Ennui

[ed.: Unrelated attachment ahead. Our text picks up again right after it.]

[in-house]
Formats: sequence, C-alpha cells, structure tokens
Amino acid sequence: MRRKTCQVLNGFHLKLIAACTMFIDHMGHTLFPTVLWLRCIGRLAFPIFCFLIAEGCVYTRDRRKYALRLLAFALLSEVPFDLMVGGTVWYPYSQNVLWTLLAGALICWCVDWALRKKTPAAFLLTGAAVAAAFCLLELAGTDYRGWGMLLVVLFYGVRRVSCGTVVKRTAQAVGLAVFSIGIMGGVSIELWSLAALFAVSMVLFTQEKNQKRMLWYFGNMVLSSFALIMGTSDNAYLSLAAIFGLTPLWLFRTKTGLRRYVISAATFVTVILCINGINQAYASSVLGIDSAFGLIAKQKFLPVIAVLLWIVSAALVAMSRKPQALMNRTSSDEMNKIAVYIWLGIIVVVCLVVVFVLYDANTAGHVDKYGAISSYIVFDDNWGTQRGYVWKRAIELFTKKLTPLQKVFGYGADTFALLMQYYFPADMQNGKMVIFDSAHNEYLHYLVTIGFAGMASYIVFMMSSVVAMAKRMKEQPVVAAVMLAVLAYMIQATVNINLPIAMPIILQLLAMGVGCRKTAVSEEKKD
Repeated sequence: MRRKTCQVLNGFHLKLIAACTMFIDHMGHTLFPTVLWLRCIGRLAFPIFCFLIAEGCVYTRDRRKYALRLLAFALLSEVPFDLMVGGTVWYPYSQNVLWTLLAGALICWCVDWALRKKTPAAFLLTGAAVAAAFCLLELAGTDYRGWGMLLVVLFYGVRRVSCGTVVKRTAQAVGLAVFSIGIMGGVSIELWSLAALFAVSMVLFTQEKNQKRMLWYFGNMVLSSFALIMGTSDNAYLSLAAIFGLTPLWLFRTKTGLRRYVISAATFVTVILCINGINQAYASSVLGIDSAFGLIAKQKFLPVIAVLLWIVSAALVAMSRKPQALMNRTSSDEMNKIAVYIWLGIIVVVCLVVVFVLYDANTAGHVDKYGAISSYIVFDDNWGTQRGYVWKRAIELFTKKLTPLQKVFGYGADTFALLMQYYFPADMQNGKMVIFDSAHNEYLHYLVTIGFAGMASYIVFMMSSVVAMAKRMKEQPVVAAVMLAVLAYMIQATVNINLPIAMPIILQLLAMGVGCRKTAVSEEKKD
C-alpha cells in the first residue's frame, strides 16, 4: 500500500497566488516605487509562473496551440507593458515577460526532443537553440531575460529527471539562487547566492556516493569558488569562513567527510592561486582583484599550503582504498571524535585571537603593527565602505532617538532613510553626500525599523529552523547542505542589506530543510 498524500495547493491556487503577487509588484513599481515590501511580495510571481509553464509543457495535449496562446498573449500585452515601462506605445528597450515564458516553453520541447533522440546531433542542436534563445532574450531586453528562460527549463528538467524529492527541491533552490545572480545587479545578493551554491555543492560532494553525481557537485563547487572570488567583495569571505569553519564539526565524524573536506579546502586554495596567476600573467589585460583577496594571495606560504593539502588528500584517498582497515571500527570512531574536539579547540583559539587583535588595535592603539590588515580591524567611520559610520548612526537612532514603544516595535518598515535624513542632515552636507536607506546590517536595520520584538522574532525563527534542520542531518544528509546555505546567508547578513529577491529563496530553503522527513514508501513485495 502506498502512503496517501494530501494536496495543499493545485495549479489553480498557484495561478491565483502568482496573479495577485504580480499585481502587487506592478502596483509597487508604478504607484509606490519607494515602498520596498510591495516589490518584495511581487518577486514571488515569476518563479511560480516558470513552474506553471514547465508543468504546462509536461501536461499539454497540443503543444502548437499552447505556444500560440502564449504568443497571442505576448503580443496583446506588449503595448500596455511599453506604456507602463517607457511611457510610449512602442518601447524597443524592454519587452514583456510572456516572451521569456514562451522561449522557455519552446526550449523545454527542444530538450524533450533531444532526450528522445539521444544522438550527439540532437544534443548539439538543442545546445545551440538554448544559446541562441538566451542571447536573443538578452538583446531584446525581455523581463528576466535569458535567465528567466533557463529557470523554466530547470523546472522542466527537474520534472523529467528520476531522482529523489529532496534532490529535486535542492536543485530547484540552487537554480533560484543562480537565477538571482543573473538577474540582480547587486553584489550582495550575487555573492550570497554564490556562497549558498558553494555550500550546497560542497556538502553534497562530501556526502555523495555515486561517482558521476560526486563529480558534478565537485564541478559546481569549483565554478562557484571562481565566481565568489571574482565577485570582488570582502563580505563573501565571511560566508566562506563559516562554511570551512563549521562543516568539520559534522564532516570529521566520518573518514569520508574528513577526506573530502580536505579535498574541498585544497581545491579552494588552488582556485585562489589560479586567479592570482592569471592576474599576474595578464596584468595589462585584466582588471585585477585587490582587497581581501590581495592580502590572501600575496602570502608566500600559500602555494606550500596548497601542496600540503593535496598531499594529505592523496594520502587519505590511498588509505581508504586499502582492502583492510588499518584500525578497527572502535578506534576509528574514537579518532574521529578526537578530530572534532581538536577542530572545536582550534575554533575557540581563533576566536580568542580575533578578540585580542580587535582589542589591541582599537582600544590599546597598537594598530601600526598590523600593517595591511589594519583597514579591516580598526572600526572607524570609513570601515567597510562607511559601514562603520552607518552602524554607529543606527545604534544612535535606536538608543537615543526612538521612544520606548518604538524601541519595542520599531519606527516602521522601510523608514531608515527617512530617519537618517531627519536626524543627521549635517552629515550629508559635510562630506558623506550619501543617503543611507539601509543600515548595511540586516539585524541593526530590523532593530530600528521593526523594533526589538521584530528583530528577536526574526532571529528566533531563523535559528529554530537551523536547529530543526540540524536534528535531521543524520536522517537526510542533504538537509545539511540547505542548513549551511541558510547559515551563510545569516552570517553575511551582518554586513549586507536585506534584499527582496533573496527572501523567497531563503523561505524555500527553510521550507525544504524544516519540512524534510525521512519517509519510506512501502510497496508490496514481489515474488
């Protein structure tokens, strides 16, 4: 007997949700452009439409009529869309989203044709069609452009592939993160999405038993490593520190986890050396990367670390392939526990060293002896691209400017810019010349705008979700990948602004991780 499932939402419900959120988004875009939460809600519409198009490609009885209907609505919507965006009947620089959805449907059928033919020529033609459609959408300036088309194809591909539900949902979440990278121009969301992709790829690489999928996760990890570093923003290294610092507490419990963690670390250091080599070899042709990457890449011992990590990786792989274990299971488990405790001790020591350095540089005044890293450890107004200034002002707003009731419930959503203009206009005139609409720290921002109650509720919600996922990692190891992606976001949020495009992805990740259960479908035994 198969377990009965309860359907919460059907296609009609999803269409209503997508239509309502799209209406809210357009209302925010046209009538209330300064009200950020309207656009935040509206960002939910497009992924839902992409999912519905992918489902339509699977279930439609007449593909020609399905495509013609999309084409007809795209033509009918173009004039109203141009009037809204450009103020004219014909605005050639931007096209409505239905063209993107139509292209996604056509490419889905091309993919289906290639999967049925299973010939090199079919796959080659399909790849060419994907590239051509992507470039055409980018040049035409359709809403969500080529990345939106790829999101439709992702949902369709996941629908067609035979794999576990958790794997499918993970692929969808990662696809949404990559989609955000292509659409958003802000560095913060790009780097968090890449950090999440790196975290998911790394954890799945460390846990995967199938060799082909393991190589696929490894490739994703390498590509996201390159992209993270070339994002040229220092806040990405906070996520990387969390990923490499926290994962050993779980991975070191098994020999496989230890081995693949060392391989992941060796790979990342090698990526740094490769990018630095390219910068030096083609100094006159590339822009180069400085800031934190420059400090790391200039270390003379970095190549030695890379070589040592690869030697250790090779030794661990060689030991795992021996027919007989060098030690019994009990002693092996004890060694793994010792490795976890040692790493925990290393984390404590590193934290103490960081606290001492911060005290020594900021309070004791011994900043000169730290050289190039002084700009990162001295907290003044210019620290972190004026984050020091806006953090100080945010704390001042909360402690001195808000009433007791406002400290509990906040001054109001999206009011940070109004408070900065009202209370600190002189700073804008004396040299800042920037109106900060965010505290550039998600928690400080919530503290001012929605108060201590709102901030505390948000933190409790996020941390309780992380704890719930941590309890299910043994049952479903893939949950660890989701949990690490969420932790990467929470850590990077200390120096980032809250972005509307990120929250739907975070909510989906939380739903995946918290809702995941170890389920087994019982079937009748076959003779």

Ennui – a feeling of utter weariness and discontent resulting from satiety or lack of interest; boredom “As she started to snore contentedly, I lay there confronted with a gnawing ennui, a confounding disappointment that crept up into my brain as I realized I felt nothing but contempt for the person beside me.” The French loanword ennui comes from the very same Late Latin word that gave us annoy — inodiare (“to make loathsome”). English Laguage borrowed ennui several centuries after absorbing annoy into the language. Ennui deals more with boredom than irritation – and a somewhat specific sort of boredom at that. It generally refers to the feeling of jadedness that can result from living a life of too much ease. The poet Charles Lloyd described it well in his 1823 Stanzas to Ennui when he referred to that world-weary sensation as a “soul-destroying fiend” which visits with its “pale unrest / The chambers of the human breast / Where too much happiness hath fixed its home.” When the antiproton was discovered … it sent a wave of ennui through the physics community. Not that its discovery was unimportant, but based on Dirac’s theory, everybody expected it. Chrissy got caught up in academic ennui so much that she dropped out. If there were more entertaining events in town, we wouldn’t be saturated with ennui. ]]>

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